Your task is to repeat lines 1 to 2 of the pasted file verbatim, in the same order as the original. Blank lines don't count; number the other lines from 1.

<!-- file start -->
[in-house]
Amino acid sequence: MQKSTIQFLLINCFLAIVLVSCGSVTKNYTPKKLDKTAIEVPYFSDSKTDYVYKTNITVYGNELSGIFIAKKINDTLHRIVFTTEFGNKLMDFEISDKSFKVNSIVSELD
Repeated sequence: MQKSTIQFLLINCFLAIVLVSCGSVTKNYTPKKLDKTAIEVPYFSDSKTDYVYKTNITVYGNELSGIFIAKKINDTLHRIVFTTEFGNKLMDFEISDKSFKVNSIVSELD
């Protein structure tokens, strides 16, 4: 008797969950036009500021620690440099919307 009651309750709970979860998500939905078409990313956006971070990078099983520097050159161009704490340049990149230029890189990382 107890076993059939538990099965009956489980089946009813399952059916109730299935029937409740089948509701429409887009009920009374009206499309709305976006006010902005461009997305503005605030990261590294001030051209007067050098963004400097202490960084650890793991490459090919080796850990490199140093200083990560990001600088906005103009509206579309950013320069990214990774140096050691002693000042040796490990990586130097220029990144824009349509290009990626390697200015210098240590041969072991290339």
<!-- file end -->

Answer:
[in-house]
Amino acid sequence: MQKSTIQFLLINCFLAIVLVSCGSVTKNYTPKKLDKTAIEVPYFSDSKTDYVYKTNITVYGNELSGIFIAKKINDTLHRIVFTTEFGNKLMDFEISDKSFKVNSIVSELD